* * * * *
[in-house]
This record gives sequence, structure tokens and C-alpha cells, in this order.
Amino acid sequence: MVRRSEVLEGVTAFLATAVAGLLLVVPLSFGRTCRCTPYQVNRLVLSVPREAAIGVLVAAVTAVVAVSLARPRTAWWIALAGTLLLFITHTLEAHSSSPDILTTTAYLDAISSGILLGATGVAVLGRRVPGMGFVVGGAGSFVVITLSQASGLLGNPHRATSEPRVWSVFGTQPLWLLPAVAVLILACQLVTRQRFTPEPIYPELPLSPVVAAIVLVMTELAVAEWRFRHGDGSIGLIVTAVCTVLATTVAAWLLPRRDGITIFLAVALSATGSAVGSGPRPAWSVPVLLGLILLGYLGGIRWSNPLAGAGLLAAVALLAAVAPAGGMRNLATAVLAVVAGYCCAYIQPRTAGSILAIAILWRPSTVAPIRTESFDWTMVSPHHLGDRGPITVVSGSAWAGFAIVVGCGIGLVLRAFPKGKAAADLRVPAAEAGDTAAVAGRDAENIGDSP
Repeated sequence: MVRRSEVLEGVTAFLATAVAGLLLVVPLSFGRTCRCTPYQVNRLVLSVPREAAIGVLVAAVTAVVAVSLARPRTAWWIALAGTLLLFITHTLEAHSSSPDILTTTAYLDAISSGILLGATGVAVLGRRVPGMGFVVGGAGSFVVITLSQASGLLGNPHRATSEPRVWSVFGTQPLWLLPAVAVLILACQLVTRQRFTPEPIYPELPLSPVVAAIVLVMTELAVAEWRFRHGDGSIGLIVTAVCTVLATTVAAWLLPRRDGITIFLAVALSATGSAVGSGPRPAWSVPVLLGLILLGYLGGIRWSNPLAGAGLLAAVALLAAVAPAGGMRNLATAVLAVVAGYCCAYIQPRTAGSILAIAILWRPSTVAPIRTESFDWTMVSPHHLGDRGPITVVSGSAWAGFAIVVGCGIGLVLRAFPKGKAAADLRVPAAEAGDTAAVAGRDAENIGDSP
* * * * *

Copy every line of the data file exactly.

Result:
[in-house]
This record gives sequence, structure tokens and C-alpha cells, in this order.
Amino acid sequence: MVRRSEVLEGVTAFLATAVAGLLLVVPLSFGRTCRCTPYQVNRLVLSVPREAAIGVLVAAVTAVVAVSLARPRTAWWIALAGTLLLFITHTLEAHSSSPDILTTTAYLDAISSGILLGATGVAVLGRRVPGMGFVVGGAGSFVVITLSQASGLLGNPHRATSEPRVWSVFGTQPLWLLPAVAVLILACQLVTRQRFTPEPIYPELPLSPVVAAIVLVMTELAVAEWRFRHGDGSIGLIVTAVCTVLATTVAAWLLPRRDGITIFLAVALSATGSAVGSGPRPAWSVPVLLGLILLGYLGGIRWSNPLAGAGLLAAVALLAAVAPAGGMRNLATAVLAVVAGYCCAYIQPRTAGSILAIAILWRPSTVAPIRTESFDWTMVSPHHLGDRGPITVVSGSAWAGFAIVVGCGIGLVLRAFPKGKAAADLRVPAAEAGDTAAVAGRDAENIGDSP
Repeated sequence: MVRRSEVLEGVTAFLATAVAGLLLVVPLSFGRTCRCTPYQVNRLVLSVPREAAIGVLVAAVTAVVAVSLARPRTAWWIALAGTLLLFITHTLEAHSSSPDILTTTAYLDAISSGILLGATGVAVLGRRVPGMGFVVGGAGSFVVITLSQASGLLGNPHRATSEPRVWSVFGTQPLWLLPAVAVLILACQLVTRQRFTPEPIYPELPLSPVVAAIVLVMTELAVAEWRFRHGDGSIGLIVTAVCTVLATTVAAWLLPRRDGITIFLAVALSATGSAVGSGPRPAWSVPVLLGLILLGYLGGIRWSNPLAGAGLLAAVALLAAVAPAGGMRNLATAVLAVVAGYCCAYIQPRTAGSILAIAILWRPSTVAPIRTESFDWTMVSPHHLGDRGPITVVSGSAWAGFAIVVGCGIGLVLRAFPKGKAAADLRVPAAEAGDTAAVAGRDAENIGDSP